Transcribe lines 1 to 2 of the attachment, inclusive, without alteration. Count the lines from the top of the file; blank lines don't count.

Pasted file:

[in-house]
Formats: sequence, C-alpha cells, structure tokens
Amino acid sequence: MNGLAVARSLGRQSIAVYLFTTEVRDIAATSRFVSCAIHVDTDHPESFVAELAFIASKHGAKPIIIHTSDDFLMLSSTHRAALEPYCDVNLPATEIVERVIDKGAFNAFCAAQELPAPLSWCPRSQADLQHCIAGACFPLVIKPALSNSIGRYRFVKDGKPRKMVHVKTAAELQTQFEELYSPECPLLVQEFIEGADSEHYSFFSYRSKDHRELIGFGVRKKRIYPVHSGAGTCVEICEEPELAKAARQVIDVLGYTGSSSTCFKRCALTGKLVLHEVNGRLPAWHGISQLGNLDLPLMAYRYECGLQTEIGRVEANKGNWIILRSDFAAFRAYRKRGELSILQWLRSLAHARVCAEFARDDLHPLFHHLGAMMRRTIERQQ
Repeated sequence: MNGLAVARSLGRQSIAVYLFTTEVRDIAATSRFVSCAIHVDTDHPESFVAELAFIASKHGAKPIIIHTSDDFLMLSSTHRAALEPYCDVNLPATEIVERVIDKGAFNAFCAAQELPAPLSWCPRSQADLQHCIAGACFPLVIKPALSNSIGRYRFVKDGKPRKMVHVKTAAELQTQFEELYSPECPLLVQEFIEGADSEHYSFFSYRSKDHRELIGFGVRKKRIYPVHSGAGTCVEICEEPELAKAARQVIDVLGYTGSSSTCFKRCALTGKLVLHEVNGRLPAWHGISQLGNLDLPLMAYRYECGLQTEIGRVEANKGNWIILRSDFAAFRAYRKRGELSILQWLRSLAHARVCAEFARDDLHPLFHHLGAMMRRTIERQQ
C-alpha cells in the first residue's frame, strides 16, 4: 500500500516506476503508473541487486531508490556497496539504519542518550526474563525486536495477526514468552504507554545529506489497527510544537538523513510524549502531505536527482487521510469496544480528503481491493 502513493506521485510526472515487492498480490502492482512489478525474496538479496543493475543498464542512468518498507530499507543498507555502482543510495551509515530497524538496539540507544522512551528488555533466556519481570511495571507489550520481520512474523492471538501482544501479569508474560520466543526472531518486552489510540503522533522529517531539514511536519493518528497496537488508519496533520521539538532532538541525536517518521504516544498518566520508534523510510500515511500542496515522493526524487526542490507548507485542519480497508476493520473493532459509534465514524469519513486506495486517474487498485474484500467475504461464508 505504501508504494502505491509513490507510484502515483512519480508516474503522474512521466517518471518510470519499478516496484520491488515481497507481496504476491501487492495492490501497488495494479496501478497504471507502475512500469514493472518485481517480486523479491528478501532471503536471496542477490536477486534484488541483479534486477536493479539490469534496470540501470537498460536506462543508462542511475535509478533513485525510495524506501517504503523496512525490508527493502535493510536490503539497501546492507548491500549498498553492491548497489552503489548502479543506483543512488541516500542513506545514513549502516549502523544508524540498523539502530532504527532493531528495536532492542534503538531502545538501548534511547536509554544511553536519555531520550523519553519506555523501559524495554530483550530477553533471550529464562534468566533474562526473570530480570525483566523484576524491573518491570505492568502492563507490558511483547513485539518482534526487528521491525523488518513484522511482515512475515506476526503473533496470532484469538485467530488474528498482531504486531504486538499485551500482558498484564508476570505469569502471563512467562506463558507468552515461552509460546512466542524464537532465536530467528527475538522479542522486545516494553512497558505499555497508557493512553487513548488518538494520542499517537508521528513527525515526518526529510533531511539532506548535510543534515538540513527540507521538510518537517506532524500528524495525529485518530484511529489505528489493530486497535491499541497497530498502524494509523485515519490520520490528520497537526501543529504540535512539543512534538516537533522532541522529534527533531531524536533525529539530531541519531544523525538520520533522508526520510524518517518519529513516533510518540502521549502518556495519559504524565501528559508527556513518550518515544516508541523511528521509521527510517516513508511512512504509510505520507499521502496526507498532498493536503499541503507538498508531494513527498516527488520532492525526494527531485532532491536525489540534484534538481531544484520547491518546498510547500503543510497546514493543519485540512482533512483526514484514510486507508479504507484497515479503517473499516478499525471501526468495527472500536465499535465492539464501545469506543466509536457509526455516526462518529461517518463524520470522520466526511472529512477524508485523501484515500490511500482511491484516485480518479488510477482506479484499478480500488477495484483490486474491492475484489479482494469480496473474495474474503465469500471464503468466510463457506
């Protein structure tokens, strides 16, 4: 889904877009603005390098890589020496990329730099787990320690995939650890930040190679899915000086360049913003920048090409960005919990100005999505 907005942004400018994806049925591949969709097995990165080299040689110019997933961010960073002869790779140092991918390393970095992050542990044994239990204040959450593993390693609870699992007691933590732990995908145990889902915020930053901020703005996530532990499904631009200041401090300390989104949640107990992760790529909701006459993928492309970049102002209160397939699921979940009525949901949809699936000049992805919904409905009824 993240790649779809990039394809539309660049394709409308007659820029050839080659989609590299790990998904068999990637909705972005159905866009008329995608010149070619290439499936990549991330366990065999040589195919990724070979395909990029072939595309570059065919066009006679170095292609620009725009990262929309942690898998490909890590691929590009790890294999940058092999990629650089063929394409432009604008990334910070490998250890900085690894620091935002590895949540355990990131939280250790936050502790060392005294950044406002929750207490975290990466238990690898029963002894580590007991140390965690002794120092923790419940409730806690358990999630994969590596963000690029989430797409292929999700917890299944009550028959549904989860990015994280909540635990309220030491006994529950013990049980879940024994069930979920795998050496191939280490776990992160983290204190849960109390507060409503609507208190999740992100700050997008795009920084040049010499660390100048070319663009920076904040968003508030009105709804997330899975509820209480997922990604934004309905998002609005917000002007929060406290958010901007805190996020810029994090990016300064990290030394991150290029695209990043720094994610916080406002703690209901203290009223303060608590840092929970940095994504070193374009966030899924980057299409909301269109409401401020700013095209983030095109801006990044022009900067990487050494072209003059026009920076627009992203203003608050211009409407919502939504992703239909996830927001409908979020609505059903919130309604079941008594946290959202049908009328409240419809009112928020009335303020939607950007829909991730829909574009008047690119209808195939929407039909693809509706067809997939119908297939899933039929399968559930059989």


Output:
[in-house]
Formats: sequence, C-alpha cells, structure tokens